House votes to tighten religious exemptions on vaccinations

Reps. Matthew Ritter, right, and Prasad Srinivasan.

CTMIRROR.ORG

Reps. Matthew Ritter, right, and Prasad Srinivasan, standing left

Inspired by the California measles outbreak, the Connecticut House voted 86 to 56 Thursday to require parents to annually declare if they are refusing to vaccinate their children on religious grounds.

Legislators debated whether the requirement was a small step toward boosting Connecticut’s already high childhood immunization rate of 98.5 percent — or the bullying of a parental minority.

By formalizing the exemption process, the state would create a moment every year for parents to reflect on the potential consequences of leaving their children unprotected from preventable diseases, said Rep. Matthew Ritter, D-Hartford, co-chair of the Public Health Committee

“It’s a chance to consider the seriousness of this,” Ritter said.

Under current law, parents need to sign a form once, before their children enter public school or day care, stating a religious objection to vaccinations. The bill would require annual statements, signed before a notary, attorney, justice of the peace, court clerk, judge or family magistrate.

One after another, legislators of both parties rose to denounce the measure as an overreaction to an outbreak of measles among unvaccinated children in California. Many said they were swamped by emails in opposition.

“I am disappointed the state of Connecticut is having to join in this hysteria that started a few months in California,” said Rep. Jack Hennessy, D-Bridgeport.

“All it accomplishes is to create another hurdle, another nuisance for a segment of our population that feel very passionately and want to assert a right to protect their children,” said Rep. Vincent J. Candelora, R-North Branford.

“Something tells me this is just big government trying to be bigger government,” said Rep. Mitch Bolinsky, R-Newtown, who called the bill a “form of intimidation” and “bullying.”

“To me, this bill is a form of harassment,” said Rep. Daniel S. Rovero, D-Killingly.

Candelora, Bolinsky and Rovero said their own children were vaccinated. While Candelora expressed some doubt about the efficacy and safety of all vaccines, he said those issues were not at the center of the debate.

“I don’t believe this is a public health issue as much as it is a parental rights issue,” Candelora said.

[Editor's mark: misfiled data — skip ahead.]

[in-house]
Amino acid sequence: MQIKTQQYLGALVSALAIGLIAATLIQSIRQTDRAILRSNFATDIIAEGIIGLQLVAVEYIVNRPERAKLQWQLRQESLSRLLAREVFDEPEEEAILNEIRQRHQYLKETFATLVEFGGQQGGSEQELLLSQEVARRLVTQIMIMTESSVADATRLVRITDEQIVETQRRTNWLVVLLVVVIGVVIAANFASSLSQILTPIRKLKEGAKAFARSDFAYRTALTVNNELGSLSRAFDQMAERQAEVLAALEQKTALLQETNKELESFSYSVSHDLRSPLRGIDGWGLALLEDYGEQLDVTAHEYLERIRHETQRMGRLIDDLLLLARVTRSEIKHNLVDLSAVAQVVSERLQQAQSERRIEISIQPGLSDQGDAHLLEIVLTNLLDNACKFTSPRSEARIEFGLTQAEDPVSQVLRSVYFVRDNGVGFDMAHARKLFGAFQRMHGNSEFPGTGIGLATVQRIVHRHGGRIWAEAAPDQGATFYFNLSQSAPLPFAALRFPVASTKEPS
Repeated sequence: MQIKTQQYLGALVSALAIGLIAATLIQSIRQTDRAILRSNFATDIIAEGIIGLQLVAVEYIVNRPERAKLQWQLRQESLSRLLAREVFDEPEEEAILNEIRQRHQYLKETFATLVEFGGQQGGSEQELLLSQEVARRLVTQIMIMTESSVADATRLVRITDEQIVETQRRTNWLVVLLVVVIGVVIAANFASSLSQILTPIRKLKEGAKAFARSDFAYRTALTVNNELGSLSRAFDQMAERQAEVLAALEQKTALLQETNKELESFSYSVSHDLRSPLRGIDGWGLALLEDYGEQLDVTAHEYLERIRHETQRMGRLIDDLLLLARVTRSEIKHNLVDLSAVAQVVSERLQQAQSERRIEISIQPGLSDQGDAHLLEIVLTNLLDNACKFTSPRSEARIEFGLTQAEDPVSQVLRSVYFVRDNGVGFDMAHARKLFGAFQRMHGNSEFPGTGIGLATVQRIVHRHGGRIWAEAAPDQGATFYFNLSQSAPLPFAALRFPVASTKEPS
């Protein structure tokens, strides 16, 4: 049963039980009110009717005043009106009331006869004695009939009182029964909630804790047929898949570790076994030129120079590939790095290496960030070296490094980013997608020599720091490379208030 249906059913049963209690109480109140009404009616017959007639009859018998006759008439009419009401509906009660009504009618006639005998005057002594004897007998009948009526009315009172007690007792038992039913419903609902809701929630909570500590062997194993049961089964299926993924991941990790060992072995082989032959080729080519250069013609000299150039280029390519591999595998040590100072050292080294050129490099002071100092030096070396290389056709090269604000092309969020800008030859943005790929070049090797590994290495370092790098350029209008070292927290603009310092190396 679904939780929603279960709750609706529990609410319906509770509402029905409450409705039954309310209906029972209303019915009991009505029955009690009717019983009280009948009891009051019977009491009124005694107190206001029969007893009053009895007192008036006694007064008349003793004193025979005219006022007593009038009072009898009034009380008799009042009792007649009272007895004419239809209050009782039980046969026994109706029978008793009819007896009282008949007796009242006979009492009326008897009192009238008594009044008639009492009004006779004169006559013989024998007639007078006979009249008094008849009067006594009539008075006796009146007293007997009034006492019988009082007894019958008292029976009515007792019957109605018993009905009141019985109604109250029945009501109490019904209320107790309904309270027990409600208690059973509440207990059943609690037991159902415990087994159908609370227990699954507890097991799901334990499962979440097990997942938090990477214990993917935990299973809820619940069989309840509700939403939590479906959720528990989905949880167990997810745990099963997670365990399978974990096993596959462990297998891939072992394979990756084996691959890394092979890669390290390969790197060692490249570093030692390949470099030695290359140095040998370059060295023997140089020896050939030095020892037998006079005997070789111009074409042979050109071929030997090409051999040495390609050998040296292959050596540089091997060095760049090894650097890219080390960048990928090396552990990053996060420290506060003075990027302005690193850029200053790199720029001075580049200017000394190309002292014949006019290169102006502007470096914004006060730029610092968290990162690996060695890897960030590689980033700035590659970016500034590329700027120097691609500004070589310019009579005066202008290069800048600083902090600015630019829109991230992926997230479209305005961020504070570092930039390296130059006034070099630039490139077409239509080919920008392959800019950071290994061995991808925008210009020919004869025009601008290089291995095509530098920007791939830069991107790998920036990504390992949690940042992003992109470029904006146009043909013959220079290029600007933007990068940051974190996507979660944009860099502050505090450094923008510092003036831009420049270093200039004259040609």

Rep. Noreen S. Kokoruda, R-Madison, rose as the grandmother of a 13-year-old autistic child. Kokoruda said her daughter, the child’s mother, blames the autism on a vaccination, a belief that Kokoruda says flies “against all science.”

But she nonetheless found the bill’s requirement of formally attesting a religious objection before a third-party to be intrusive.

“This is very personal. This is very private,” she said. “I think this is between a family and the school system and their doctor.”

She voted no.

Rep. Fred Wilms, R-Norwalk, one of the few to speak in support, said the bill reflected a “compelling interest in protecting public health.”

“I do not believe this annual acknowledgement is burdensome,” Wilms said. “It is straightforward.”

None of the world’s major faiths have explicit prohibitions against vaccinations.

Rep. Dan Carter, R-Bethel, who opposed the bill, says religious objections are asserted in Connecticut because it is the only basis allowed under law to avoid immunizations, other than a specific health reason. He called it a “dirty secret.”

In public hearing testimony, Dr. Stephen Updegrove of the Connecticut Children’s Vaccine Advisory Council had urged the legislature to go further by requiring that parents invoking a religious exemption show they “are practicing members of an organized faith that actually believes in proscribing immunizations, that the tenets of this faith extend to all immunizations and that they be required to have a leader of that faith attest to the existence of these tenets and the participation in this faith by those seeking the exemption.”

Such a show of proof is not in the bill, which now goes to the Senate.

The bill passed on the votes of 73 Democrats and 13 Republicans, including the only physician in the legislature: Rep. Prasad Srinivasan, R-Glastonbury.

Nine Democrats joined 47 Republicans in opposition. They included the co-chair of the Committee on Children, Rep. Diana S. Urban, D-North Stonington.

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